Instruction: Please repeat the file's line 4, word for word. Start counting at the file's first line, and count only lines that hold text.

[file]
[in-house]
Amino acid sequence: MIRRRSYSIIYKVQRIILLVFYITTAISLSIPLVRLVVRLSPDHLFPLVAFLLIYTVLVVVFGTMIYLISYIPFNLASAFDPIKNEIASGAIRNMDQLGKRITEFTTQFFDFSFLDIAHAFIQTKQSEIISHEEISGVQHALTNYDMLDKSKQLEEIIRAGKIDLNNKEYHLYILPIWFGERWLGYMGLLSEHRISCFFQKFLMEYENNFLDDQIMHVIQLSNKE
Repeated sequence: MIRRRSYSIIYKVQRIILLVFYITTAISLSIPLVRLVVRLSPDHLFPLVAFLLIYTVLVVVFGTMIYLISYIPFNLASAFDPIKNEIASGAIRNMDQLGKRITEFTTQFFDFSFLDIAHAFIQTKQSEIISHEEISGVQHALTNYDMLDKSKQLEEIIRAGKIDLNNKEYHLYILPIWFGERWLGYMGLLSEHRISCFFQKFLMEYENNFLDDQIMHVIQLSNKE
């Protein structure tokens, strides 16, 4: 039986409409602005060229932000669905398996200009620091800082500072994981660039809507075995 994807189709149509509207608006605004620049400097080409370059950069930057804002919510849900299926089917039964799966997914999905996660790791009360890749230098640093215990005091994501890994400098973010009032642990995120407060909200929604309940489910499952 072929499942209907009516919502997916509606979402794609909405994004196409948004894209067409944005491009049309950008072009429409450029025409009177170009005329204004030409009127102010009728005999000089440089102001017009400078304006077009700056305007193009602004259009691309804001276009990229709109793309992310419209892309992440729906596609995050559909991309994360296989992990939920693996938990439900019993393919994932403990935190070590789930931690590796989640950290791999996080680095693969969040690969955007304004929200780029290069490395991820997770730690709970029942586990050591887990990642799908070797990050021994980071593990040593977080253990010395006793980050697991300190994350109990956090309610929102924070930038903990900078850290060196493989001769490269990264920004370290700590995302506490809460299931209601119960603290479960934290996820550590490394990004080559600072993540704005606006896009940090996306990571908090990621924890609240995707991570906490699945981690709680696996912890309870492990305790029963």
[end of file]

């Protein structure tokens, strides 16, 4: 039986409409602005060229932000669905398996200009620091800082500072994981660039809507075995 994807189709149509509207608006605004620049400097080409370059950069930057804002919510849900299926089917039964799966997914999905996660790791009360890749230098640093215990005091994501890994400098973010009032642990995120407060909200929604309940489910499952 072929499942209907009516919502997916509606979402794609909405994004196409948004894209067409944005491009049309950008072009429409450029025409009177170009005329204004030409009127102010009728005999000089440089102001017009400078304006077009700056305007193009602004259009691309804001276009990229709109793309992310419209892309992440729906596609995050559909991309994360296989992990939920693996938990439900019993393919994932403990935190070590789930931690590796989640950290791999996080680095693969969040690969955007304004929200780029290069490395991820997770730690709970029942586990050591887990990642799908070797990050021994980071593990040593977080253990010395006793980050697991300190994350109990956090309610929102924070930038903990900078850290060196493989001769490269990264920004370290700590995302506490809460299931209601119960603290479960934290996820550590490394990004080559600072993540704005606006896009940090996306990571908090990621924890609240995707991570906490699945981690709680696996912890309870492990305790029963």